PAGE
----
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A new study suggests that motivation may be improved through nutritional interventions. Studio Marmellata/Stocksy
  • Motivation has to do with people’s drive to complete tasks and is influenced by internal and external factors.
  • Researchers are still working to understand what factors in the brain influence motivation.
  • A​ recent study found that levels of the antioxidant GSH, which can be increased through diet and lifestyle changes, may influence motivation levels.

People often want to get more done in a day, but sometimes it’s hard to feel motivated to complete tasks. Several factors influence motivation, but there’s a lot about the physiology behind motivation that experts don’t completely understand.

A​ recent study published in eLife found that levels of the antioxidant glutathione in a specific part of the brain likely play a key role in motivation levels.

One can increase their glutathione levels through dietary sources, for example, by eating sulfur-rich foods such as meat, eggs, and grains, and consuming more dairy and whey protein.

The research was conducted by Ecole Polytechnique Federale de Lausanne (EPFL) and Nestle.

Motivation involves people’s energy and persistence to achieve tasks and goals. Motivation helps people succeed in the workplace and other spheres of life, allowing them to meet their needs.

Multiple factors influence motivation, including people’s environment, history, and physical health.

Experts have come up with multiple theories that attempt to explain what drives motivation. However, there is a lot about the underlying mechanisms of motivation that experts still don’t fully understand.

This study’s researchers looked at how oxidative stress and antioxidant levels may influence motivation. Oxidative stress has to do with the harmful molecules (free radicals) that the body produces as a byproduct of metabolism. Antioxidants help to neutralize these free radicals.

One of the most common antioxidants in the brain is glutathione (GSH).

Dr. Erika Gray, chief medical officer, and co-founder of ToolBox Genomics, who was not involved in the study, explained to Medical News Today:

“One way your body clears oxidative stress is through antioxidants, and glutathione is one of the primary antioxidants. Glutathione is your body’s internal antioxidant, and it is made in the liver from the amino acids cysteine, glutamate, and glycine.”

Glutathione, unlike most antioxidants that are plant-derived, can be naturally produced by the liver. However, levels of this antioxidant are also known to decrease naturally with age. Hence, it may be important to get more glutathione through food.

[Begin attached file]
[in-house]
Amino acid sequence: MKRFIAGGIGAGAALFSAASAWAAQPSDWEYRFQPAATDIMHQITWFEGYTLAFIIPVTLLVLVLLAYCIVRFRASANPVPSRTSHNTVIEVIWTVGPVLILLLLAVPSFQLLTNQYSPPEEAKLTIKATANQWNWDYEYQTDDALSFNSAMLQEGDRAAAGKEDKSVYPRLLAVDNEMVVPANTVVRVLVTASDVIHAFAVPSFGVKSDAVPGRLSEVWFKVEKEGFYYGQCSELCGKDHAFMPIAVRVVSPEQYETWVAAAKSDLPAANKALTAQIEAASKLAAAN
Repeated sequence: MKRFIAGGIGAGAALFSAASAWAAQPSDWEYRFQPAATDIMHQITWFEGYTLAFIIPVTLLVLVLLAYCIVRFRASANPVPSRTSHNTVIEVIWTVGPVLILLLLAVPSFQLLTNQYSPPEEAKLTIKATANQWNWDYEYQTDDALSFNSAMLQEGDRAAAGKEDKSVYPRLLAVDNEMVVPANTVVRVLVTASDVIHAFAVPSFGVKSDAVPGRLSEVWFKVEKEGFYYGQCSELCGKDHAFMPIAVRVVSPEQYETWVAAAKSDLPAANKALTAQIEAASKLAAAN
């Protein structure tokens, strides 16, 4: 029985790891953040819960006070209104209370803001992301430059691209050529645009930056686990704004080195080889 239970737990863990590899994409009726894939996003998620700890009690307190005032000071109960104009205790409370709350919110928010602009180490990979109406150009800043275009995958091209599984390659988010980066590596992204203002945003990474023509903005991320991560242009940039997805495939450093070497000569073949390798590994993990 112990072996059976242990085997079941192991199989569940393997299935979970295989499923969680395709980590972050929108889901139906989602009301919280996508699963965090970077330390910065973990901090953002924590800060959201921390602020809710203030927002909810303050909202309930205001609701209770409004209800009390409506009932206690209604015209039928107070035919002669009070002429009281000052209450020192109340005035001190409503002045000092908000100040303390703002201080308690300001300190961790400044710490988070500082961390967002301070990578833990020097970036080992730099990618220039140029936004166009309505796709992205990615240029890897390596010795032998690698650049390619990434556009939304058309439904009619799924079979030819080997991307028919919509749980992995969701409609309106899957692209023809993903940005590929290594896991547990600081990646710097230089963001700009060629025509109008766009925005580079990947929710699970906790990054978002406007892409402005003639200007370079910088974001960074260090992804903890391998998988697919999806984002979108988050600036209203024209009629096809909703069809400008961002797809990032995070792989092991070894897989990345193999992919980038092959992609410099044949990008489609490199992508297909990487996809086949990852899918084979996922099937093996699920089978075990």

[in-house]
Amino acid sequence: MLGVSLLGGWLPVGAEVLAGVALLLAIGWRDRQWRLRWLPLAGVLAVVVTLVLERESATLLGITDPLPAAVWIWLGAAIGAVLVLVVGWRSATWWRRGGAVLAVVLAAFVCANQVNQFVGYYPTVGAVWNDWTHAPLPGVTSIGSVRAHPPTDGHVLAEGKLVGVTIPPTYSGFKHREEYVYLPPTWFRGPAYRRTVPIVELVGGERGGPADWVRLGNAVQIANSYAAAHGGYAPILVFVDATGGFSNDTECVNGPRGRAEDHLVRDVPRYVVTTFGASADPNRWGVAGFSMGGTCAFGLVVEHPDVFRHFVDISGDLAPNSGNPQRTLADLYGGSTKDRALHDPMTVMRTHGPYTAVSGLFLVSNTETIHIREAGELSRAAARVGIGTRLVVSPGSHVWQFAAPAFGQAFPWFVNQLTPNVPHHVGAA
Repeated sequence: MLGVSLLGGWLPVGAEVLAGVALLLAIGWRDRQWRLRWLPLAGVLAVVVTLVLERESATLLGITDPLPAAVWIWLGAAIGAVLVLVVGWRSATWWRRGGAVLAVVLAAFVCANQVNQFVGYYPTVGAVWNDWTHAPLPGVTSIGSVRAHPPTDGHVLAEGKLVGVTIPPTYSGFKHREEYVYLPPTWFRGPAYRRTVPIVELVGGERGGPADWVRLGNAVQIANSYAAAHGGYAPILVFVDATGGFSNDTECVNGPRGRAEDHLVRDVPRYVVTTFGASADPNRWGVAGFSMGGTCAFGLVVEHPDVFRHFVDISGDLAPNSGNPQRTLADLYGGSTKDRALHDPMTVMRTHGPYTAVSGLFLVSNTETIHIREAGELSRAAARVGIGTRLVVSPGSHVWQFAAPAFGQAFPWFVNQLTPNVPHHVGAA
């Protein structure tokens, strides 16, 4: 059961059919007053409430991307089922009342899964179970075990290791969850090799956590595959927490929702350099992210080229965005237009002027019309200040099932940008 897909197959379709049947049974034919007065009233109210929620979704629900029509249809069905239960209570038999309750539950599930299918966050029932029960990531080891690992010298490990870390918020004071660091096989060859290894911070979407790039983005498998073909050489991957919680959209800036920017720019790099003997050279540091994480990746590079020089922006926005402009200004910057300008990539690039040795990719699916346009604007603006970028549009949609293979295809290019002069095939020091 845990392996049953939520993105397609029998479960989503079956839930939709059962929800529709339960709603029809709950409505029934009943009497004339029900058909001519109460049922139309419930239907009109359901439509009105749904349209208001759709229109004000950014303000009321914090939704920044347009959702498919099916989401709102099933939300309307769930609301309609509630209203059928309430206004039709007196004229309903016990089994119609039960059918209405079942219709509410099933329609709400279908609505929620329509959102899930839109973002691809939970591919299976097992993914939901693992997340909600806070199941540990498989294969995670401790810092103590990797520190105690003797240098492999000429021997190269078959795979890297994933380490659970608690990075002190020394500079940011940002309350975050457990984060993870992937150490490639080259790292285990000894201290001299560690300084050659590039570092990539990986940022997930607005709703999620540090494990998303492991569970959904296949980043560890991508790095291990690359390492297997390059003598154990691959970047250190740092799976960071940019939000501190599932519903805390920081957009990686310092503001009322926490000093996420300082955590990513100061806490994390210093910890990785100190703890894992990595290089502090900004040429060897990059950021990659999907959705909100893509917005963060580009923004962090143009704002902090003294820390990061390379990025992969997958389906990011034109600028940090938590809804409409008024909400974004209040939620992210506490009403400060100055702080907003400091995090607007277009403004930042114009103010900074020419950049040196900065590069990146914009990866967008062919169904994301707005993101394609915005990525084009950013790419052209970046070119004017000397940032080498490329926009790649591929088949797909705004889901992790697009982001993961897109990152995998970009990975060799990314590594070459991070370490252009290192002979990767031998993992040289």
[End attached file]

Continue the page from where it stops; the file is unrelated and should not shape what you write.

Researchers looked at how levels of this antioxidant in a specific brain area, the nucleus accumbens, influenced motivation. First, researchers used proton magnetic resonance spectroscopy to examine GSH levels in rat and human brains.

They found that higher levels of GSH were associated with more consistent and better performance in tasks that required effort.

T​hey were then able to look more into causality through experiments with the rats. They found that decreasing GSH levels reduced rats’ efforts to complete effort-based tasks.

When rats were given a precursor to GSH to increase brain levels of GSH, their performance improved.

Study author, Professor Carmen Sandi, director of the Laboratory of Behavioral Genetics, Brain Mind Institute at EPFL in Switzerland, explained to MNT:

“We found that the actual levels of the most important antioxidant in the nucleus accumbens—a part of the ventral striatum and a hub of the brain motivational system—determine the capacity to keep exerting effort over time to obtain rewards…our study suggests that the antioxidant system in the brain hub for motivation is critical to determine our capacity to keep going with tasks that require effort but provide advantages for us/rewards.”

How diet can impact the brain, antioxidant levels

“Nutrition, including compounds that help the antioxidant systems, is a good way to improve the fitness of brain circuits regulating persistence in our motivated behavior. Other life experiences that would be good are doing regular exercise while avoiding high stress levels or high-fat meals and obesity.”
— Prof. Carmen Sandi

The study did have some limitations that the reader needs to consider. First, part of the research involved rats, which can only provide limited information. Second, in the research that did involve humans, researchers only included male subjects in the analysis, which only provides data about some members of the population.

I​n addition, the study only included a small sample size, further indicating the need for more research.

Prof. Sandi noted a few areas for continued research.

“We need to perform a larger scale study, stratifying individuals for differences in the content of glutathione in the nucleus accumbens and studying how nutritional—or pharmacological—interventions can help improve their capacity to keep going with tasks and effort exertion,” she said.

Prof. Sandi said future research would have to address the following questions:

“Would all individuals benefit equally, or [would the results] be particularly positive for those displaying low levels of the antioxidant glutathione? And what scheme of administration would be more efficient?”

Overall, the study opens multiple possibilities for future research and emphasizes a potential underlying element to motivation levels. Because glutathione is in certain foods, diet may play a key role in increasing glutathione levels in the body.

“Eating foods naturally high in glutathione such as asparagus, raw avocado, potatoes, [and] raw spinach,” may help increase glutathione levels. People can work with their doctors and nutrition specialists to create a dietary plan that fits their needs, including to increase antioxidant levels.”
— Dr. Erika Gray